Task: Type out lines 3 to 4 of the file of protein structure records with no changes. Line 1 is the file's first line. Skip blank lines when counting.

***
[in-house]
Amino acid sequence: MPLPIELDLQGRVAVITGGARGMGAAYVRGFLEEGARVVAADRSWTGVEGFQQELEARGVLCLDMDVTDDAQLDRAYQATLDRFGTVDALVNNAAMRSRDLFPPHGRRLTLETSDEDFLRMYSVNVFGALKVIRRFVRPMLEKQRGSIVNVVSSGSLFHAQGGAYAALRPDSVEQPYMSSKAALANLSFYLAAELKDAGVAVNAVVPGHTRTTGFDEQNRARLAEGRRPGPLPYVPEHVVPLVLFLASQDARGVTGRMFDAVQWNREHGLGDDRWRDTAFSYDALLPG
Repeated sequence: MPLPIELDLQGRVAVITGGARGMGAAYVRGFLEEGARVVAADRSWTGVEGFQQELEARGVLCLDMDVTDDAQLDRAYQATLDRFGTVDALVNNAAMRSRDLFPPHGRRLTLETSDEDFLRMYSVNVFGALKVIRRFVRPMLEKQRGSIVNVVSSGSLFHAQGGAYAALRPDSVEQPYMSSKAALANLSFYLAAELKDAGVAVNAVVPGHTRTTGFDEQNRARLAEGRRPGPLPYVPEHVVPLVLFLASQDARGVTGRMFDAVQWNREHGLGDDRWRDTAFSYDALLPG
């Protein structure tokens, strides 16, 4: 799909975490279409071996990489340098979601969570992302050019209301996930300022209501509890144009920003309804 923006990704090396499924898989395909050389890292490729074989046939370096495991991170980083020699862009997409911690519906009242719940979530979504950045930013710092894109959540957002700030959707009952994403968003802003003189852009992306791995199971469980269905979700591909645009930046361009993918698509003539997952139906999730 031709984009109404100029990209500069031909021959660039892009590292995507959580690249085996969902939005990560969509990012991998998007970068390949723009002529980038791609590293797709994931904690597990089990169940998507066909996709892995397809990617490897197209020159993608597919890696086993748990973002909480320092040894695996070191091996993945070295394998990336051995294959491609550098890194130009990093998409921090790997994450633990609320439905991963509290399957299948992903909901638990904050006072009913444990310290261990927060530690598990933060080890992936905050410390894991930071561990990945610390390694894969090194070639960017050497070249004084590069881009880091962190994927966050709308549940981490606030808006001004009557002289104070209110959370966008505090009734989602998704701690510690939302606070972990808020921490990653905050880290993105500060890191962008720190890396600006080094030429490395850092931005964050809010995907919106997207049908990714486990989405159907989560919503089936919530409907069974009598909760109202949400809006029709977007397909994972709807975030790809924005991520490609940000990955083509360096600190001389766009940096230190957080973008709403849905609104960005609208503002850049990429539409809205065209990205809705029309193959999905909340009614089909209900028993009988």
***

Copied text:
Repeated sequence: MPLPIELDLQGRVAVITGGARGMGAAYVRGFLEEGARVVAADRSWTGVEGFQQELEARGVLCLDMDVTDDAQLDRAYQATLDRFGTVDALVNNAAMRSRDLFPPHGRRLTLETSDEDFLRMYSVNVFGALKVIRRFVRPMLEKQRGSIVNVVSSGSLFHAQGGAYAALRPDSVEQPYMSSKAALANLSFYLAAELKDAGVAVNAVVPGHTRTTGFDEQNRARLAEGRRPGPLPYVPEHVVPLVLFLASQDARGVTGRMFDAVQWNREHGLGDDRWRDTAFSYDALLPG
């Protein structure tokens, strides 16, 4: 799909975490279409071996990489340098979601969570992302050019209301996930300022209501509890144009920003309804 923006990704090396499924898989395909050389890292490729074989046939370096495991991170980083020699862009997409911690519906009242719940979530979504950045930013710092894109959540957002700030959707009952994403968003802003003189852009992306791995199971469980269905979700591909645009930046361009993918698509003539997952139906999730 031709984009109404100029990209500069031909021959660039892009590292995507959580690249085996969902939005990560969509990012991998998007970068390949723009002529980038791609590293797709994931904690597990089990169940998507066909996709892995397809990617490897197209020159993608597919890696086993748990973002909480320092040894695996070191091996993945070295394998990336051995294959491609550098890194130009990093998409921090790997994450633990609320439905991963509290399957299948992903909901638990904050006072009913444990310290261990927060530690598990933060080890992936905050410390894991930071561990990945610390390694894969090194070639960017050497070249004084590069881009880091962190994927966050709308549940981490606030808006001004009557002289104070209110959370966008505090009734989602998704701690510690939302606070972990808020921490990653905050880290993105500060890191962008720190890396600006080094030429490395850092931005964050809010995907919106997207049908990714486990989405159907989560919503089936919530409907069974009598909760109202949400809006029709977007397909994972709807975030790809924005991520490609940000990955083509360096600190001389766009940096230190957080973008709403849905609104960005609208503002850049990429539409809205065209990205809705029309193959999905909340009614089909209900028993009988």